The fine television and film actor Robert Culp has died at age 79, I'm sad to report.
Although Culp appeared in many films during his acting career of more than fifty years, it is television where he made his bones. Culp was a ubiquitous guest star on television dramas, most notably his three appearances on THE OUTER LIMITS, including the stunning "Demon With a Glass Hand," which was directed by Byron Haskin (WAR OF THE WORLDS) and written by Harlan Ellison. Almost as great as "Demon" is "Architects of Fear," in which Culp plays an American scientist who is transformed into a monster in order to fool the world's superpowers into coming together to fight a common enemy.
Culp was also a regular on the underrated western TRACKDOWN, the groundbreaking 1960s spy series I SPY, and the 1980s superhero takeoff THE GREATEST AMERICAN HERO. He also appeared several times on EVERYBODY LOVES RAYMOND as the father of Patricia Heaton's character.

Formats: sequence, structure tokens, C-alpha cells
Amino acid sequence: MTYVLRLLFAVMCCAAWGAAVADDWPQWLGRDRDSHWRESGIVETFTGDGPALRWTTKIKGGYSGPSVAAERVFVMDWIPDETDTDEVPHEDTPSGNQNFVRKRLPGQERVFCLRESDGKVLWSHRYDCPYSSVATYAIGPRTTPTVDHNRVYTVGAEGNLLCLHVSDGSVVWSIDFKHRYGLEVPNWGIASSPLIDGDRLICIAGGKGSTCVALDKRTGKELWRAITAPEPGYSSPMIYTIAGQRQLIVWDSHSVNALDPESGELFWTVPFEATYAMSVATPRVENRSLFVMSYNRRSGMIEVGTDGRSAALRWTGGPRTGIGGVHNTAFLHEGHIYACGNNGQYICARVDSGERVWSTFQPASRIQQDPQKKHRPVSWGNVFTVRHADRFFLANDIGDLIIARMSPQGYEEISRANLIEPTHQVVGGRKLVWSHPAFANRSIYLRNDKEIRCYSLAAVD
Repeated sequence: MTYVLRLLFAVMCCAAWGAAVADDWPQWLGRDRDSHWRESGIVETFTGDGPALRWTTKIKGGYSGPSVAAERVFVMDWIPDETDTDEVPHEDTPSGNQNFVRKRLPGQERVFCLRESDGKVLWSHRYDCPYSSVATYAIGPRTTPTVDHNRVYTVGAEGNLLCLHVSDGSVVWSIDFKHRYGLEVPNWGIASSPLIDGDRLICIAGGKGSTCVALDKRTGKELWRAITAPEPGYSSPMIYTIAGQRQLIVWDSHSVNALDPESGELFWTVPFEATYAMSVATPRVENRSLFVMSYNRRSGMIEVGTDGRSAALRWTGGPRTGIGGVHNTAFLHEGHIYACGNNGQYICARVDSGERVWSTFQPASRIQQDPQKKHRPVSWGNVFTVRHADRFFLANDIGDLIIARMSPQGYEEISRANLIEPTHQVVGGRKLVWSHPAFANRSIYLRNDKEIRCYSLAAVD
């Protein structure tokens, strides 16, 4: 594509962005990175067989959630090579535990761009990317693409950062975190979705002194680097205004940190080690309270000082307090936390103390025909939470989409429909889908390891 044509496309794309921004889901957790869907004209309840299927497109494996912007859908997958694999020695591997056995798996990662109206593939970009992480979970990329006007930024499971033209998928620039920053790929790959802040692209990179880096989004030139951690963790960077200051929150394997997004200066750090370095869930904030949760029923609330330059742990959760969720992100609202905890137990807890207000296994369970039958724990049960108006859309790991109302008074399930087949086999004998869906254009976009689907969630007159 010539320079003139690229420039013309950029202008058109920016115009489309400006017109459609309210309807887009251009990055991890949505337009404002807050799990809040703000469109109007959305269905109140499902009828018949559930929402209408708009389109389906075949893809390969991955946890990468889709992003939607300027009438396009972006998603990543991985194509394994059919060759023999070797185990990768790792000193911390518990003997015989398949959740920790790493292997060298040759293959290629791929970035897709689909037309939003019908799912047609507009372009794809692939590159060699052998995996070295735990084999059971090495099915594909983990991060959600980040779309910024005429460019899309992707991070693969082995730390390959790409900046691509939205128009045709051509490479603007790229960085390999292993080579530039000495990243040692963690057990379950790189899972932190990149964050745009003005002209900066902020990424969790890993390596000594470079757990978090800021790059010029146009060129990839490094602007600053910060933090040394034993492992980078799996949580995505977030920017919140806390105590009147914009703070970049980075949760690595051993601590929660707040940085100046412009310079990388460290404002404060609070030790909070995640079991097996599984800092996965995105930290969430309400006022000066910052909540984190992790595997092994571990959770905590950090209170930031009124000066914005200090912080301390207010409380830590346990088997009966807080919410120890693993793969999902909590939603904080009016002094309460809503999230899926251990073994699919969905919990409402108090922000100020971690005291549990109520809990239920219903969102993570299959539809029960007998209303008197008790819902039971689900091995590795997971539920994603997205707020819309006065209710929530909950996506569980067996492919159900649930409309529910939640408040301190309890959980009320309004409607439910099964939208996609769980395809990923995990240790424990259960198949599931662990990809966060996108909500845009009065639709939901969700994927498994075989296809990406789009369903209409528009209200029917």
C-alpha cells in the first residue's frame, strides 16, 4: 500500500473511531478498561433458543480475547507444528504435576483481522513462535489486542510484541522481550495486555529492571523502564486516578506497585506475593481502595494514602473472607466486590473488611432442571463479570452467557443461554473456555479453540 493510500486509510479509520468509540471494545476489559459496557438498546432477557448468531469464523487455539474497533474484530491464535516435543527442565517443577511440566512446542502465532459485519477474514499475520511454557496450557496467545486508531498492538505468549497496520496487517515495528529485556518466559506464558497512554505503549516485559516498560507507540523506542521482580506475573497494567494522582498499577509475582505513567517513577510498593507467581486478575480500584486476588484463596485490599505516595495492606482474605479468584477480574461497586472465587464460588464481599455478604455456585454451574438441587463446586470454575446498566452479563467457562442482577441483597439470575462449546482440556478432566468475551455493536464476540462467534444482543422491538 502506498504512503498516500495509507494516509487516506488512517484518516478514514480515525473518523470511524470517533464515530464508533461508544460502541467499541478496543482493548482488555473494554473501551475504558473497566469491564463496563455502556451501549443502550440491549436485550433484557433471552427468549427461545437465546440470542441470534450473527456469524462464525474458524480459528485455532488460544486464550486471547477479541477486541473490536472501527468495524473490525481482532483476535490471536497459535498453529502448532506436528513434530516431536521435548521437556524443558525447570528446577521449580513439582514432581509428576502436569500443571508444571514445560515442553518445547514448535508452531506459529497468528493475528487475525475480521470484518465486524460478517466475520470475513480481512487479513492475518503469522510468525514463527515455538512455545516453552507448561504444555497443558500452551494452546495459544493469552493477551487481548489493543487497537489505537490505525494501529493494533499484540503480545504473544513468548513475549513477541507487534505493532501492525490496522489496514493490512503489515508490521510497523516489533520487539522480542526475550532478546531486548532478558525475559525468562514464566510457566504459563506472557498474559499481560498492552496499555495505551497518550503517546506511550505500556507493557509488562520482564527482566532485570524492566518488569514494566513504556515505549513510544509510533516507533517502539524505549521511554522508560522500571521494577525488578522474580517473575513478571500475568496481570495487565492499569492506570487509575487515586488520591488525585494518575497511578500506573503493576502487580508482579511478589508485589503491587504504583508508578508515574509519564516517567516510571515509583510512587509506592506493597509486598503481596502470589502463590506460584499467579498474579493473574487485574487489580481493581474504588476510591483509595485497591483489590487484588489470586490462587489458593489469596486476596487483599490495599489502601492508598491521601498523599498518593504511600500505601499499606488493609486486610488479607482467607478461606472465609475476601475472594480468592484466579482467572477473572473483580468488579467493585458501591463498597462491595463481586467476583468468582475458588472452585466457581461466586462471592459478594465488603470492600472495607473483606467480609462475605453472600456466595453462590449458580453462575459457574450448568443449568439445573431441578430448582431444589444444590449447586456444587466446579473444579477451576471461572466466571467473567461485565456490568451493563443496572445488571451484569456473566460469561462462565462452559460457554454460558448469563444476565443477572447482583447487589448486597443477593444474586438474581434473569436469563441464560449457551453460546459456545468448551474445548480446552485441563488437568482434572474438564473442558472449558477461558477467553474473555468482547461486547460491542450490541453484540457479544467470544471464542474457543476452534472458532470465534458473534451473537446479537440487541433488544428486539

In addition to acting, Culp was also an excellent screenwriter, penning episodes of THE RIFLEMAN, CAIN'S HUNDRED, TRACKDOWN, I SPY, and THE GREATEST AMERICAN HERO. For an excellent history of Culp's three-year run as the star of I SPY, track down (no pun intended) his audio commentaries on Image's I SPY DVDs, which are among the most detailed and candid histories of a television series I've encountered.
Culp also directed one film, and it's one of the best crime dramas ever made by a one-time director. 1972's HICKEY AND BOGGS reunited Culp with his I SPY co-star Bill Cosby as down-and-out private detectives looking for a missing girl and $400,000 from a botched bank robbery. It's a fascinating and downbeat story with terrific action sequences, including exciting shootouts in the L.A. Coliseum and the Dodger Stadium parking lot. It isn't easy to find today--it's never been released on VHS, DVD, or Blu-ray--but fans of the private eye genre should keep an eye out for HICKEY AND BOGGS. MGM HD has aired a very nice hi-def print of it.
For more on Robert Culp, see this post on THE GREATEST AMERICAN HERO, this post on his 1981 TV-movie KILLJOY, and this post on the I SPY novels.